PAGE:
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Old 09-28-2011, 02:40 AM   #18
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Nuiloa, perhaps you have stated elsewhere why you are considering an RV (adventure, money savings on travel, "life-style", "full-time", etc.) If not, I do hope that you know yourself well enough to at least be able to answer that "why" question for yourself. As others, I wouldn't try to talk you out of anything, but I suppose I've just never thought there were good financial reasons to RV (unless it would be to full-time RV - i.e, you no longer need a house.)

Have you experimented with the life style (rented or previously owned an RV? - again, perhaps you have already answered this elsewhere). If I ever considered RVing, I would have to spread-sheet it very carefully to see if it was affordable and sustainable.

I wish you the best in your decision making process.
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Old 09-28-2011, 08:38 AM   #19
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They are all money pits. Imagine you house on the back of a flatbed truck. Now imagine the truck going down the average freeway in the country. Bouncing, jarring, tilting, and twisting as it goes down the road. Also, imagine all the secondary systems like water, both 12volt and 120 volt electricity, holding tanks, septic piping, drain pipes, air conditioner units, propane heaters, water heaters, sinks, toilets, and other items not made by the coach manufacturer. With all this stuff jostling down the road at 65 MPH things are bound to come lose, crack, unscrew, twist, dislodge, and just plain break.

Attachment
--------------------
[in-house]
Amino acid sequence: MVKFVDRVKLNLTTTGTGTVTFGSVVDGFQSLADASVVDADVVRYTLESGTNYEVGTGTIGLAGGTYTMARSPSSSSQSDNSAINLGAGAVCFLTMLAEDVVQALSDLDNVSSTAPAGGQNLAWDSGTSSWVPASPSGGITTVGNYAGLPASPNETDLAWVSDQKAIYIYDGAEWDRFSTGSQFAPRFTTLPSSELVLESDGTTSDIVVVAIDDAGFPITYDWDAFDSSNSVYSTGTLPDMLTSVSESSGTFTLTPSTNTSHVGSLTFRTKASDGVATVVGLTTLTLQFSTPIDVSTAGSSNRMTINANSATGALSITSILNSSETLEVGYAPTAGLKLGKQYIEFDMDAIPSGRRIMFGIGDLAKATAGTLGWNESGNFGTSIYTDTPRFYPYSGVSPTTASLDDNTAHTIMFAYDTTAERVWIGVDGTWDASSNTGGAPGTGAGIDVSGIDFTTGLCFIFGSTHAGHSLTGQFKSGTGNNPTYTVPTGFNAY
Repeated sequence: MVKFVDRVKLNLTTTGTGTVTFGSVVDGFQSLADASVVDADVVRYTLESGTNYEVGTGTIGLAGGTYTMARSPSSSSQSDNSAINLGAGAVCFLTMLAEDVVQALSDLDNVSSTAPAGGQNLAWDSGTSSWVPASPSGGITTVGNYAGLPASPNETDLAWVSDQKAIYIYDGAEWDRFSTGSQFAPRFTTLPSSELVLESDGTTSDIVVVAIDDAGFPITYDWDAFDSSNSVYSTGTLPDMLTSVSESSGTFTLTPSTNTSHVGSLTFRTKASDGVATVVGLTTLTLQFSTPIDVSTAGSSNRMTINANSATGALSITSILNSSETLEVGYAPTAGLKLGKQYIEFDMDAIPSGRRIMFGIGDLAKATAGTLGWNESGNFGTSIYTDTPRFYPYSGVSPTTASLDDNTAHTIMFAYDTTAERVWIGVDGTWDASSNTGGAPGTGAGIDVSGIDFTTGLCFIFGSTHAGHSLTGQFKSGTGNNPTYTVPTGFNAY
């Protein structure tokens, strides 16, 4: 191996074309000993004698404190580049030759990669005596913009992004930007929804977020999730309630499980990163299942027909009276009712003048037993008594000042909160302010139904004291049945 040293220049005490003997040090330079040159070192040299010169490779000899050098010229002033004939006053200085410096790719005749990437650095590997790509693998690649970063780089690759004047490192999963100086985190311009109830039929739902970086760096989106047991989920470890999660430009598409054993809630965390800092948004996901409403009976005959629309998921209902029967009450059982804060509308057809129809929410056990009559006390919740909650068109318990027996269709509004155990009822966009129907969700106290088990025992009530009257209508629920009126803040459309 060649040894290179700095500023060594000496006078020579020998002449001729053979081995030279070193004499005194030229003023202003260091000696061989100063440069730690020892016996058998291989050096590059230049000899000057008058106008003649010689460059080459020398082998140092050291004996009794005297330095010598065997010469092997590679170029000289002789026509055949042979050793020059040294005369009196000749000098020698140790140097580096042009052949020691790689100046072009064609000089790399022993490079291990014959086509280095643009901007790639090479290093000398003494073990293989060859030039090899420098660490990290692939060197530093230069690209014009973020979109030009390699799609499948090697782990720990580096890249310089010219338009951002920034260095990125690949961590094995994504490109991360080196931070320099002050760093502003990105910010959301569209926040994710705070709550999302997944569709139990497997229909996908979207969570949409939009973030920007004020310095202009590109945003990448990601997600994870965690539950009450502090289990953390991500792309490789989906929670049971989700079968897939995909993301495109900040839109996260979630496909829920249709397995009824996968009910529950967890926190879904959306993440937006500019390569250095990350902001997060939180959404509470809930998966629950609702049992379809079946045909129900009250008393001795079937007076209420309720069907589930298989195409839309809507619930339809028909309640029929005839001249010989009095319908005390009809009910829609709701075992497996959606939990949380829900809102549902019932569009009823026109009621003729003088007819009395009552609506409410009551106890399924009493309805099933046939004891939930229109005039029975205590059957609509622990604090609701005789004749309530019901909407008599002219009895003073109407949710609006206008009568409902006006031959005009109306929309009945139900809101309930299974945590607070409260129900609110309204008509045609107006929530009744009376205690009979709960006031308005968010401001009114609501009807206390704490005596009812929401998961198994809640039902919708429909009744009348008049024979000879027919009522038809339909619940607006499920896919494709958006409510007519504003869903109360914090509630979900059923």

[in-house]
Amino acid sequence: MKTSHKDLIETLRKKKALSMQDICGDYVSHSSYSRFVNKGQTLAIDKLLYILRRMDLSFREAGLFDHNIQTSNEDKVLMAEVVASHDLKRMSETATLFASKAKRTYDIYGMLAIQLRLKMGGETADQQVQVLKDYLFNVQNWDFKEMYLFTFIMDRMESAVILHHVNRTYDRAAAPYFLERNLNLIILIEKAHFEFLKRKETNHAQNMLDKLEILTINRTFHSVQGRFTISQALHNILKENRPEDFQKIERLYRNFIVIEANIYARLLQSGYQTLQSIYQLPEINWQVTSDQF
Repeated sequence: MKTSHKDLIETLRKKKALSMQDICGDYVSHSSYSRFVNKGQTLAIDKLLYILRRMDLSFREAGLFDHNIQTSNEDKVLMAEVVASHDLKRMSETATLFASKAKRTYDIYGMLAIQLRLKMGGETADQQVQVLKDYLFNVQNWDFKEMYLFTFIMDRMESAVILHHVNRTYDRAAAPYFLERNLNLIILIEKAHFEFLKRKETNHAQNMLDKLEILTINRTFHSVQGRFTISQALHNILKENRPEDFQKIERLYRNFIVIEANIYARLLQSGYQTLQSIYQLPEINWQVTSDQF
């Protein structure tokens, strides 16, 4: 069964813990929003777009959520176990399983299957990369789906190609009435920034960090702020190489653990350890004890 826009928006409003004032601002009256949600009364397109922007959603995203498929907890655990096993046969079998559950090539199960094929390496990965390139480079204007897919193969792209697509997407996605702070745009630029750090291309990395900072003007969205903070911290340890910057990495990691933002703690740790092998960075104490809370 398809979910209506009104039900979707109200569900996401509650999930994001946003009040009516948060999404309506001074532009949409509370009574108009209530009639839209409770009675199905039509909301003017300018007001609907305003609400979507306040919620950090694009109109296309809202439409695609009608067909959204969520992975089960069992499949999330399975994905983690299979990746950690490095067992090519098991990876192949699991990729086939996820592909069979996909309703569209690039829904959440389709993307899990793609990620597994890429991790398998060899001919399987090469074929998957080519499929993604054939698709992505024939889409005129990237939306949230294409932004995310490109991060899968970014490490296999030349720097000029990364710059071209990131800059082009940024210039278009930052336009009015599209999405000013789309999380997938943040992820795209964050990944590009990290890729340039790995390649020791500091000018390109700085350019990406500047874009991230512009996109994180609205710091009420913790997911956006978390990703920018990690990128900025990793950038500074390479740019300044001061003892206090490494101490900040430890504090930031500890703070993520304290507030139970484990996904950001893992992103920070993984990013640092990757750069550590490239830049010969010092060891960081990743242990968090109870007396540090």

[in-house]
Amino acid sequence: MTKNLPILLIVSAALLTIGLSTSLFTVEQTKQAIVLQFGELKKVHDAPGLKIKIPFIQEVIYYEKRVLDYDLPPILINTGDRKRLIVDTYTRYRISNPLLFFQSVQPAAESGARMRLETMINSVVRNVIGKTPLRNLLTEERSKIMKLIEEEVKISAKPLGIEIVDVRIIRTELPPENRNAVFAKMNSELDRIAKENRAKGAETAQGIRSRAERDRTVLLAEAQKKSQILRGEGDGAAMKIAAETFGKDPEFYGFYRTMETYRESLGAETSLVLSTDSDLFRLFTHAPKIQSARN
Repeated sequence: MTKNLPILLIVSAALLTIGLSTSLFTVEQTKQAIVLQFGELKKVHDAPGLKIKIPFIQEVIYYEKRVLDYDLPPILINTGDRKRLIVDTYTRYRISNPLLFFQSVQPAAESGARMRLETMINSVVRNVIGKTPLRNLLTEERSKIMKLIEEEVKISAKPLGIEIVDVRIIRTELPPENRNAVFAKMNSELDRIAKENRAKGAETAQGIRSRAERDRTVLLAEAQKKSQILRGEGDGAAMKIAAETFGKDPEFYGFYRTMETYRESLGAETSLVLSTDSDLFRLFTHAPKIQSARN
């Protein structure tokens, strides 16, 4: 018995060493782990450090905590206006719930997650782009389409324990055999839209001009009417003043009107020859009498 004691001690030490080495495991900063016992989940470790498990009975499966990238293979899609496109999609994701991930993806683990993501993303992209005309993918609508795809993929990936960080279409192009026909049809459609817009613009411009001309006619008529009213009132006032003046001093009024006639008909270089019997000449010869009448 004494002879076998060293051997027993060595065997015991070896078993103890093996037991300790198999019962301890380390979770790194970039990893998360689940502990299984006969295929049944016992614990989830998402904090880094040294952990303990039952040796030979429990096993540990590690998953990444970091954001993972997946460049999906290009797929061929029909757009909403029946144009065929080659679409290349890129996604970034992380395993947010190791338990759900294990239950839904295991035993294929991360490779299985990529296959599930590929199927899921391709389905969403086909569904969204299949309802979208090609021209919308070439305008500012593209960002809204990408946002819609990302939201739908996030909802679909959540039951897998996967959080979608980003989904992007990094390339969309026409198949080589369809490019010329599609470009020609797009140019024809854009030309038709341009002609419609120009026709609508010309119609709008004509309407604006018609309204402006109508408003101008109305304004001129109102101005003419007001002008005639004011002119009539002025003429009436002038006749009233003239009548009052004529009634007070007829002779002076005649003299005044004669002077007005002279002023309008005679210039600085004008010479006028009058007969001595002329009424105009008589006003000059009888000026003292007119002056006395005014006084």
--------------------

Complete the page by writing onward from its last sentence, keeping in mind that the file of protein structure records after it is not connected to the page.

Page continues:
If you are going to have any RV, new or used, be prepared to pay to have things fixed or replaced unless you can do it yourself. I'm not trying to talk you out of anything...just don't think any RV, inspected or not, is not going to cost you something with regular frequency. The more complex they are the more stuff there is to break or malfunction. Having it inspected for the chassis in a great idea but you must know what you are looking for in all the various systems in the "house" part of the motorhome unless you can find an "expert" somewhere to do it for you. Even then, there may be things hidden from view or are just about to break. All you can do is the best you can to determine the current condition of a unit. Stuff about to break is beyond most folks to determine unless it is an obvious mechanical or electrical issue.

RVing is fun and is a great way to travel; especially with all the issues with air travel with luggage costs, weight restrictions, airport headaches and late and overbooked flights. Having what you want to take with you in quantities far more than you can stuff into a suitcase weighing less than 51 pounds as well as your own bed, towels, sheets, food and pets is a great want to travel.
When we were first getting started buying rental property I was working as a mechanic. It was immediately obvious that rental houses were way easier to maintain and took way less brain power to keep running: nowhere near the number of moving parts. As you point out, on a vehicle, even the non-moving parts are moving.
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Old 09-28-2011, 08:45 AM   #20
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As others, I wouldn't try to talk you out of anything, but I suppose I've just never thought there were good financial reasons to RV (unless it would be to full-time RV - i.e, you no longer need a house.)
Anyone who knows beans about RVing knows there is no "good financial reason" to own a rolling residence. Outside full-timing and not owning/renting a sticks & bricks location, RVing is like almost every other true hobby - you have to pay to play.